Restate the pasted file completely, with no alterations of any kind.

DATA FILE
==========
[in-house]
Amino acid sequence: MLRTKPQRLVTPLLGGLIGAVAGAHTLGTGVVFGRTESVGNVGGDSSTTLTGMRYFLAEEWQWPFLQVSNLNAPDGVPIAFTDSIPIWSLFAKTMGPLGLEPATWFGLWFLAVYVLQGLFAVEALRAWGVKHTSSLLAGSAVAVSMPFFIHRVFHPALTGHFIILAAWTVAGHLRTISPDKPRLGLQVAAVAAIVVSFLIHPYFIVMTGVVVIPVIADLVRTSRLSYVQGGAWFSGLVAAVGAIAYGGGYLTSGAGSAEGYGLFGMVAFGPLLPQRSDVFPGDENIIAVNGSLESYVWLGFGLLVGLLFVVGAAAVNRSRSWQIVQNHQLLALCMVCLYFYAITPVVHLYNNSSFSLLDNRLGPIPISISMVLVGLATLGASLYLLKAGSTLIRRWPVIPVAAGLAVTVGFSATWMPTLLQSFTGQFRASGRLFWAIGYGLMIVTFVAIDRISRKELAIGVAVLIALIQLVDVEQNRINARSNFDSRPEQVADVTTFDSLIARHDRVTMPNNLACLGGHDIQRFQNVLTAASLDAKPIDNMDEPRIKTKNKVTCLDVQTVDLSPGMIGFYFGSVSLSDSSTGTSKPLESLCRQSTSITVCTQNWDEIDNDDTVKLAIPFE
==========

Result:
[in-house]
Amino acid sequence: MLRTKPQRLVTPLLGGLIGAVAGAHTLGTGVVFGRTESVGNVGGDSSTTLTGMRYFLAEEWQWPFLQVSNLNAPDGVPIAFTDSIPIWSLFAKTMGPLGLEPATWFGLWFLAVYVLQGLFAVEALRAWGVKHTSSLLAGSAVAVSMPFFIHRVFHPALTGHFIILAAWTVAGHLRTISPDKPRLGLQVAAVAAIVVSFLIHPYFIVMTGVVVIPVIADLVRTSRLSYVQGGAWFSGLVAAVGAIAYGGGYLTSGAGSAEGYGLFGMVAFGPLLPQRSDVFPGDENIIAVNGSLESYVWLGFGLLVGLLFVVGAAAVNRSRSWQIVQNHQLLALCMVCLYFYAITPVVHLYNNSSFSLLDNRLGPIPISISMVLVGLATLGASLYLLKAGSTLIRRWPVIPVAAGLAVTVGFSATWMPTLLQSFTGQFRASGRLFWAIGYGLMIVTFVAIDRISRKELAIGVAVLIALIQLVDVEQNRINARSNFDSRPEQVADVTTFDSLIARHDRVTMPNNLACLGGHDIQRFQNVLTAASLDAKPIDNMDEPRIKTKNKVTCLDVQTVDLSPGMIGFYFGSVSLSDSSTGTSKPLESLCRQSTSITVCTQNWDEIDNDDTVKLAIPFE